Singapore is a thriving city-state located in Southeast Asia. It is known worldwide for its vibrant culture, modern architecture, and booming economy. However, its collection of upscale malls, high-end restaurants, and luxury homes come with a price tag. The cost of living in Singapore is one of the highest globally, which raises questions about the affordability of the city to the locals and expatriates residing there.The items that drive up the cost of living in Singapore are mostly expat-related, anyway, such as private accommodation, international schools, private medical insurance/treatment and western food/products. That said, alcohol and cigarettes are expensive too.
Housing is one of the most significant expenses in Singapore. The city boasts of stunning high-rise apartments, condos, and landed properties; however, these come with a high price. Despite having government-subsidised housing options for low-income earners, the majority of Singaporeans live in expensive private properties. The city-state's limited land space drives up property prices, making it challenging to find affordable housing.
Additionally, public housing, public transport, food and household bills are considered cheap, not as cheap as surrounding countries, but cheap in proportion to earnings here.
In addition to housing, transport is another significant expenditure in Singapore. The city has invested considerable resources in developing a world-class public transportation system, consisting of buses, trains, and taxis. However, the convenience and comfort of these options come at a high cost, especially for those who use them often. Additionally, owning a car in Singapore is prohibitive due to the high taxes and cost of ownership. Owning and maintaining a vehicle can easily cost a family a sizeable portion of their income.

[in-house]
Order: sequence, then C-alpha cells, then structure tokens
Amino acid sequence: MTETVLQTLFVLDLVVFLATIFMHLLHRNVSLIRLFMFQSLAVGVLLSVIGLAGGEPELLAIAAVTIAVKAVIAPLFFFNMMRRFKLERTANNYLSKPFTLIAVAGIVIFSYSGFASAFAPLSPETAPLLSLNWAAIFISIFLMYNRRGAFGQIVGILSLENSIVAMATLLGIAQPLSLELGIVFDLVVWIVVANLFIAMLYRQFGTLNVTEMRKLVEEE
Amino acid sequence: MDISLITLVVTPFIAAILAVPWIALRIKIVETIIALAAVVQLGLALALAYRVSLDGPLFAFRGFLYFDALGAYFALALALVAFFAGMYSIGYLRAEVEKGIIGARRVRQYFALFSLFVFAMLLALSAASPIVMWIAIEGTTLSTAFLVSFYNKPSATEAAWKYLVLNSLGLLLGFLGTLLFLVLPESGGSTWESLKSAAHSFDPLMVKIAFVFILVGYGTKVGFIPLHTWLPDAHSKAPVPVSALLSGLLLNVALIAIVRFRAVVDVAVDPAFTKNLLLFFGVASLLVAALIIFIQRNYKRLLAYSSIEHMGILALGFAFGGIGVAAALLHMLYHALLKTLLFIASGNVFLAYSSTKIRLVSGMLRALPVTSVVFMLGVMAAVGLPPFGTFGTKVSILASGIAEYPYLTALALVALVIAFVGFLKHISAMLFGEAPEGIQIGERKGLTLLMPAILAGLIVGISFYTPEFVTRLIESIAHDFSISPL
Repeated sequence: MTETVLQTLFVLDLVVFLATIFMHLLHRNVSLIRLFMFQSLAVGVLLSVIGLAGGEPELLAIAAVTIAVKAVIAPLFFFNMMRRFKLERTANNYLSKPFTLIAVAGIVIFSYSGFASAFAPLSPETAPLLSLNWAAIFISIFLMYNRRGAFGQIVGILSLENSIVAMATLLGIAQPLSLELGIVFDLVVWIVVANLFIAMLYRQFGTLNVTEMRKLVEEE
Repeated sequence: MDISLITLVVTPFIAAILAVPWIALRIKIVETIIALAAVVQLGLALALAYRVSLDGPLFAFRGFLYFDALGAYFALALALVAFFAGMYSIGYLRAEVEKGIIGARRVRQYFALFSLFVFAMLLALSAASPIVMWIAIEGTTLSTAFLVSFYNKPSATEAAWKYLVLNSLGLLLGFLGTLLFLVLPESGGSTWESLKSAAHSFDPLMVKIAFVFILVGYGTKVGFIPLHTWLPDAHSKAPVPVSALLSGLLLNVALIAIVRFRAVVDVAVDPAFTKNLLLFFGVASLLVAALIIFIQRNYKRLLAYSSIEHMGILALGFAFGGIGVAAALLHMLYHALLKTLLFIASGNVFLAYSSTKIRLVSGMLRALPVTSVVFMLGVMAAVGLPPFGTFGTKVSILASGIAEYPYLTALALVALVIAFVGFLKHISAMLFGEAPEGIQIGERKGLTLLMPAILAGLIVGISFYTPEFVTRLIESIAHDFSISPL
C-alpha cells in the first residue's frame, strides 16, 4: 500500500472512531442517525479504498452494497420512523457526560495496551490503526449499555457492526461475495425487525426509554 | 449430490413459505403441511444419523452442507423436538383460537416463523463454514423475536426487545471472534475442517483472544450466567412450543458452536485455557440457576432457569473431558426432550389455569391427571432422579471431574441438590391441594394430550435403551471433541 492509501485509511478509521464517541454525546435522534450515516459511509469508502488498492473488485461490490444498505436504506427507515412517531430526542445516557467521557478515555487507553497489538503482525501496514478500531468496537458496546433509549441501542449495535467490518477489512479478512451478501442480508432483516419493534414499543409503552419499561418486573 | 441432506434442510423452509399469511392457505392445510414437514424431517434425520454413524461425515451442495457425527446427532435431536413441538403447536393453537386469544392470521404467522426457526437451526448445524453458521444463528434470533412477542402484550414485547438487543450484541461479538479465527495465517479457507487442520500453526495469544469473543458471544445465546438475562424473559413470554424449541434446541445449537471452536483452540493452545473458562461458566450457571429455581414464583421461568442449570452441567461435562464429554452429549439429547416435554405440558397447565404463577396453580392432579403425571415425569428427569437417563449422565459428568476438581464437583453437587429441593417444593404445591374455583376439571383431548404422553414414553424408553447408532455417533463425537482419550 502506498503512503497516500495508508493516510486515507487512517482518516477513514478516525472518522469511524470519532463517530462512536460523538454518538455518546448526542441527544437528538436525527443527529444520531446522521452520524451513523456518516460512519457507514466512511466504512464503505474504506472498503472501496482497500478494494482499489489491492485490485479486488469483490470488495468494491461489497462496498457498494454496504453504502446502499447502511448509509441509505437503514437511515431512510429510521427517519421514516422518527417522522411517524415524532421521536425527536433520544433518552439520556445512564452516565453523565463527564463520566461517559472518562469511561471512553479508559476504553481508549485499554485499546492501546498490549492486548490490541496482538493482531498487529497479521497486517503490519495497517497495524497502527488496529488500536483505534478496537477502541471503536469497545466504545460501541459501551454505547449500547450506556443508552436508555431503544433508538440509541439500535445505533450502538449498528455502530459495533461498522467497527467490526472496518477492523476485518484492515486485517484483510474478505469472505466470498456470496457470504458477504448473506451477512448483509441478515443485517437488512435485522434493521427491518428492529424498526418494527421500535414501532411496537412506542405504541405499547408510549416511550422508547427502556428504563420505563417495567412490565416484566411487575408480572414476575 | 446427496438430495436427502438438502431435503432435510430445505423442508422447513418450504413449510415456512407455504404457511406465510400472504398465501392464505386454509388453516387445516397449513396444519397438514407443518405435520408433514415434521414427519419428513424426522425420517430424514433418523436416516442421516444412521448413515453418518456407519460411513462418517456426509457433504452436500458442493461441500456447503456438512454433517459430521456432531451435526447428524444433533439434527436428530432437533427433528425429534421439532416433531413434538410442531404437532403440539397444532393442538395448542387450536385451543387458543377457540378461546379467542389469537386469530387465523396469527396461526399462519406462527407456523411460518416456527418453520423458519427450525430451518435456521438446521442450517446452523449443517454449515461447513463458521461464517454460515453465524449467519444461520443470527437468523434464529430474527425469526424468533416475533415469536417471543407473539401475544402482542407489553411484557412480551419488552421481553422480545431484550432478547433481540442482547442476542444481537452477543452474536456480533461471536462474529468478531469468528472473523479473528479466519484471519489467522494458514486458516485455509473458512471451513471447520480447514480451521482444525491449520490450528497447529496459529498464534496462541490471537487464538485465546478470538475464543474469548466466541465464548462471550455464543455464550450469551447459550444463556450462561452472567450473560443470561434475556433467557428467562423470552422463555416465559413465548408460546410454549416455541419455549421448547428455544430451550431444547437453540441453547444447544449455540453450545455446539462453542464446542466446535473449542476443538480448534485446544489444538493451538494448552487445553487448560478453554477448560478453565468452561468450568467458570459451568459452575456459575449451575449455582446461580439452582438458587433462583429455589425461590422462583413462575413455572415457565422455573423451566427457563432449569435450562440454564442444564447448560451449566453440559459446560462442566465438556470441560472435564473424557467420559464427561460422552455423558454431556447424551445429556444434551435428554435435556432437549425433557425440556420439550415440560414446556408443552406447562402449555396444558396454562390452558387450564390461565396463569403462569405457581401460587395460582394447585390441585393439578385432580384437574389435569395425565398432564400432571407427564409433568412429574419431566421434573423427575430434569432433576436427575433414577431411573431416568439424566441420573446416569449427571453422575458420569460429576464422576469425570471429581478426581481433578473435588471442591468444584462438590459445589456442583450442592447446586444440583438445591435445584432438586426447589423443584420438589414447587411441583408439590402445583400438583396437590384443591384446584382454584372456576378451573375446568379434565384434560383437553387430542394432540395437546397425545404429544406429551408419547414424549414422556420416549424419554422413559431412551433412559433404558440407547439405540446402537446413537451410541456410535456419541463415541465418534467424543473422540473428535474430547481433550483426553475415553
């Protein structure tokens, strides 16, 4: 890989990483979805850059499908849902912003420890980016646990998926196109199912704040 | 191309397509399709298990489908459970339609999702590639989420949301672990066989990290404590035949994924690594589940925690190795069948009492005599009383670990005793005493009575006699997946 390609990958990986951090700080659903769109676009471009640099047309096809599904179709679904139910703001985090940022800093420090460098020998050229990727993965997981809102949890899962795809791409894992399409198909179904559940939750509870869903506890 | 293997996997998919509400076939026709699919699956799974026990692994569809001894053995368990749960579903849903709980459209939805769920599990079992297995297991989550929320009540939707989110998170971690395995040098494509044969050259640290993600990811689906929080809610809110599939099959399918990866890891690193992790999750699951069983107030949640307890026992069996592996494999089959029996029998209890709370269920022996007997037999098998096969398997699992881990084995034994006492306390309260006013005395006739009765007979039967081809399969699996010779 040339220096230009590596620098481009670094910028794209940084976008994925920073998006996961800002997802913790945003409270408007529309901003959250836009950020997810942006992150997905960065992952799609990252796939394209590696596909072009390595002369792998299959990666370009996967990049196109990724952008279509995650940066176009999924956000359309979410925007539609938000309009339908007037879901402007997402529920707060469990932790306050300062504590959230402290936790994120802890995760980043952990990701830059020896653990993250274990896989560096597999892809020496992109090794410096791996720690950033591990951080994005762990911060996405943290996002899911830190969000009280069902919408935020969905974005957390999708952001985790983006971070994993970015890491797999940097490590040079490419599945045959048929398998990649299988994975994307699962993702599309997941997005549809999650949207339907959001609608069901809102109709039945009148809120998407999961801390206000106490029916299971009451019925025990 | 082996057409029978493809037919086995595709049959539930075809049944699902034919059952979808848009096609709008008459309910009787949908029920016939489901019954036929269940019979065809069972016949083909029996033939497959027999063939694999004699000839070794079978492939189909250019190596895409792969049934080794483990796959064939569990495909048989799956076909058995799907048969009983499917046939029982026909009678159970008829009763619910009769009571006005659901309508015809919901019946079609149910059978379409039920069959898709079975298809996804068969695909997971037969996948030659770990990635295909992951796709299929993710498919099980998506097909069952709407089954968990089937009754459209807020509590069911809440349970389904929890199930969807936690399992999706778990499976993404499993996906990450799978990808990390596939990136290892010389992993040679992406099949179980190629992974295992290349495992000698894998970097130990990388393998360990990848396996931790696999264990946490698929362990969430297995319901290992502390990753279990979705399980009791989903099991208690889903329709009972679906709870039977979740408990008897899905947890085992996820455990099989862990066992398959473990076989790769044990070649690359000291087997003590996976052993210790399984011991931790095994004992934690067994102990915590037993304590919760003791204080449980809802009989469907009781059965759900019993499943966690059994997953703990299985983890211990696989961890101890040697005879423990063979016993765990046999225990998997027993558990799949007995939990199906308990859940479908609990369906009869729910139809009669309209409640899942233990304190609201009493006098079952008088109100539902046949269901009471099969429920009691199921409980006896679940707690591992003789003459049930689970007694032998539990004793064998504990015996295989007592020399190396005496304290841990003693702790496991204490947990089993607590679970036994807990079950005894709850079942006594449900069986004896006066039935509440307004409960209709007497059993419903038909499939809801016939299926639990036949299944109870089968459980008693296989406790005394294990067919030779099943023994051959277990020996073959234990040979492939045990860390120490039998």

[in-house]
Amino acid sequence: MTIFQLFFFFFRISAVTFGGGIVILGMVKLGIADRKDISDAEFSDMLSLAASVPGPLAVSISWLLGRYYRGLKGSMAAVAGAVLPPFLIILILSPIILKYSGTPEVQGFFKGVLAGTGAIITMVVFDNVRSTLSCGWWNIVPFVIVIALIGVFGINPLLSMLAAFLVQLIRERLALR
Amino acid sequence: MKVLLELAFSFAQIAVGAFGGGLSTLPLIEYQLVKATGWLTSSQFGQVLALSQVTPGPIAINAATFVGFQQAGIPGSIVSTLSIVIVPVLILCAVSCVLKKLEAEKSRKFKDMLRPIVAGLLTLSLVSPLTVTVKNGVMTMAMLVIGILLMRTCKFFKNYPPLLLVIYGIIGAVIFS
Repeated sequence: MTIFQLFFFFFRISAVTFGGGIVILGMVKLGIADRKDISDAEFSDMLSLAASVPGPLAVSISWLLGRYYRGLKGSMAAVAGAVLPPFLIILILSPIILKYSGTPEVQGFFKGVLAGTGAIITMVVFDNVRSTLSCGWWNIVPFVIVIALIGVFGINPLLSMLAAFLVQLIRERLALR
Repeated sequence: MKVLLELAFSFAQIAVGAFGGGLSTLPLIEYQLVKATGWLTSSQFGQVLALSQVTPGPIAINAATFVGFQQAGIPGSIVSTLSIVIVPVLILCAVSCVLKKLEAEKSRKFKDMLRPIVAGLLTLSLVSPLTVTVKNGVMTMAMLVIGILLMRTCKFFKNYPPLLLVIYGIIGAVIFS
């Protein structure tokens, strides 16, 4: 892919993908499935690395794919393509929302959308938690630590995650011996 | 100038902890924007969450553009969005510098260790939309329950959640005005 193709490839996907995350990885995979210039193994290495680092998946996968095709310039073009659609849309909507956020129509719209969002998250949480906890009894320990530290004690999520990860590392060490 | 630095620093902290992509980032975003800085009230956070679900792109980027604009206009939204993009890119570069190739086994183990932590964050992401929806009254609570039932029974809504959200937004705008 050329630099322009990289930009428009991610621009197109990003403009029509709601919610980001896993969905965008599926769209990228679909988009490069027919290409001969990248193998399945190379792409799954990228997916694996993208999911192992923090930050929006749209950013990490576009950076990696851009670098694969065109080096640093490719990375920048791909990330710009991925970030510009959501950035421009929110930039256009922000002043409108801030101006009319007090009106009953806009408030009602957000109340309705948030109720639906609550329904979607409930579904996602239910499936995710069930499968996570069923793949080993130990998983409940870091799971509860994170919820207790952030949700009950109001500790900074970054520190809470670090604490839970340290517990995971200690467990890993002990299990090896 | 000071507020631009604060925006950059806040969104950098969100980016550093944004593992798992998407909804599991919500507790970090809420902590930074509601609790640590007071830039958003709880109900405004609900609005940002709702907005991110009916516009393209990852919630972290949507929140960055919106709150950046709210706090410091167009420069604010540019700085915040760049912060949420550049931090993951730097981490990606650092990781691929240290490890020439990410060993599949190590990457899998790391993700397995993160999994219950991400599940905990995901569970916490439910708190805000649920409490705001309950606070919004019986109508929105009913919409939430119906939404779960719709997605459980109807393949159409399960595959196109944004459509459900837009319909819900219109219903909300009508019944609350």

Public transport is efficient and cheaper to use than taxis or a private car in the city, with weekly ez-link travel cards available from 45 SGD.
The cost of food in Singapore is another area of concern. Singaporeans enjoy diverse cuisines, from traditional local hawker fare to upscale international cuisine. However, dining out in Singapore can be quite costly, especially in high-end restaurants. The average cost of a meal in an upscale restaurant could be as much as three times the price of an affordable meal in a local hawker center. Therefore, it is not unusual to see locals and foreigners alike flocking to hawker centers, where the prices are more reasonable.
Despite the high cost of living, Singapore's economy is flourishing. The city-state is a hub for international trade, finance, and technology. Its strong economy has led to job opportunities for the citizens and attracted skilled expatriates to work in Singapore. However, the high cost of living has also led to a higher wage requirement, making it difficult for small businesses to thrive and make a profit.
Overall, the cost of living in Singapore is relatively inexpensive if you choose to live in public housing and use public transport, though not as inexpensive as in surrounding countries. On the other hand, if you choose to live as many western expats do, the cost of living will be high. So, if you need to save a pretty penny or two, do away with the car and the luxury condo, and send your kids to a local school.